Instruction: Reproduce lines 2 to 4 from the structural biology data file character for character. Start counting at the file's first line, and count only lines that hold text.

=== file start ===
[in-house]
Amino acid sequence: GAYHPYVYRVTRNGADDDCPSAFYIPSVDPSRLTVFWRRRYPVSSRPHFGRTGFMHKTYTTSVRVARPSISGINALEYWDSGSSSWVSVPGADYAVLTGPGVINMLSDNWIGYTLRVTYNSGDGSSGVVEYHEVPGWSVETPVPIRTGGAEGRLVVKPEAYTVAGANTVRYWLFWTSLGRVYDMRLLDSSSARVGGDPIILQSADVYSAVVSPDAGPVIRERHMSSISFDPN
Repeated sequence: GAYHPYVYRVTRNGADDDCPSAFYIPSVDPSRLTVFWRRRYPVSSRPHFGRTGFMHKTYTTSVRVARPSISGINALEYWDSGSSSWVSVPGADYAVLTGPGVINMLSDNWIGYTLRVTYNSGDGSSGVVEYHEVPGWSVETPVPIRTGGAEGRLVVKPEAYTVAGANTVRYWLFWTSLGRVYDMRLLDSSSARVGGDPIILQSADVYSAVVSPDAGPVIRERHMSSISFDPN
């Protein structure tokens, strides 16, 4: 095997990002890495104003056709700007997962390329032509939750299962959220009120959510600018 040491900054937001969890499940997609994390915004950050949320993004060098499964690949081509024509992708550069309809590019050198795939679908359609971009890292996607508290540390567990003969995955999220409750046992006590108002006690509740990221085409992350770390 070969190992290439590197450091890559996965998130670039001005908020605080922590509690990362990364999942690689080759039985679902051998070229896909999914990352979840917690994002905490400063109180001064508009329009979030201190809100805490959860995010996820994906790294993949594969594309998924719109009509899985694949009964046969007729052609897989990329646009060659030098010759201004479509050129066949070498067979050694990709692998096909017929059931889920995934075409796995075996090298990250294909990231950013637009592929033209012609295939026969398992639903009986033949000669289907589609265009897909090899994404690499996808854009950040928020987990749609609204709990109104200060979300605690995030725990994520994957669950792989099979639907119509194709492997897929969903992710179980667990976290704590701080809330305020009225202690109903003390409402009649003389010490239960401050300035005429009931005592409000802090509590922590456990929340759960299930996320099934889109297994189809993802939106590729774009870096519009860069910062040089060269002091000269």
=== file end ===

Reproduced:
Amino acid sequence: GAYHPYVYRVTRNGADDDCPSAFYIPSVDPSRLTVFWRRRYPVSSRPHFGRTGFMHKTYTTSVRVARPSISGINALEYWDSGSSSWVSVPGADYAVLTGPGVINMLSDNWIGYTLRVTYNSGDGSSGVVEYHEVPGWSVETPVPIRTGGAEGRLVVKPEAYTVAGANTVRYWLFWTSLGRVYDMRLLDSSSARVGGDPIILQSADVYSAVVSPDAGPVIRERHMSSISFDPN
Repeated sequence: GAYHPYVYRVTRNGADDDCPSAFYIPSVDPSRLTVFWRRRYPVSSRPHFGRTGFMHKTYTTSVRVARPSISGINALEYWDSGSSSWVSVPGADYAVLTGPGVINMLSDNWIGYTLRVTYNSGDGSSGVVEYHEVPGWSVETPVPIRTGGAEGRLVVKPEAYTVAGANTVRYWLFWTSLGRVYDMRLLDSSSARVGGDPIILQSADVYSAVVSPDAGPVIRERHMSSISFDPN
């Protein structure tokens, strides 16, 4: 095997990002890495104003056709700007997962390329032509939750299962959220009120959510600018 040491900054937001969890499940997609994390915004950050949320993004060098499964690949081509024509992708550069309809590019050198795939679908359609971009890292996607508290540390567990003969995955999220409750046992006590108002006690509740990221085409992350770390 070969190992290439590197450091890559996965998130670039001005908020605080922590509690990362990364999942690689080759039985679902051998070229896909999914990352979840917690994002905490400063109180001064508009329009979030201190809100805490959860995010996820994906790294993949594969594309998924719109009509899985694949009964046969007729052609897989990329646009060659030098010759201004479509050129066949070498067979050694990709692998096909017929059931889920995934075409796995075996090298990250294909990231950013637009592929033209012609295939026969398992639903009986033949000669289907589609265009897909090899994404690499996808854009950040928020987990749609609204709990109104200060979300605690995030725990994520994957669950792989099979639907119509194709492997897929969903992710179980667990976290704590701080809330305020009225202690109903003390409402009649003389010490239960401050300035005429009931005592409000802090509590922590456990929340759960299930996320099934889109297994189809993802939106590729774009870096519009860069910062040089060269002091000269």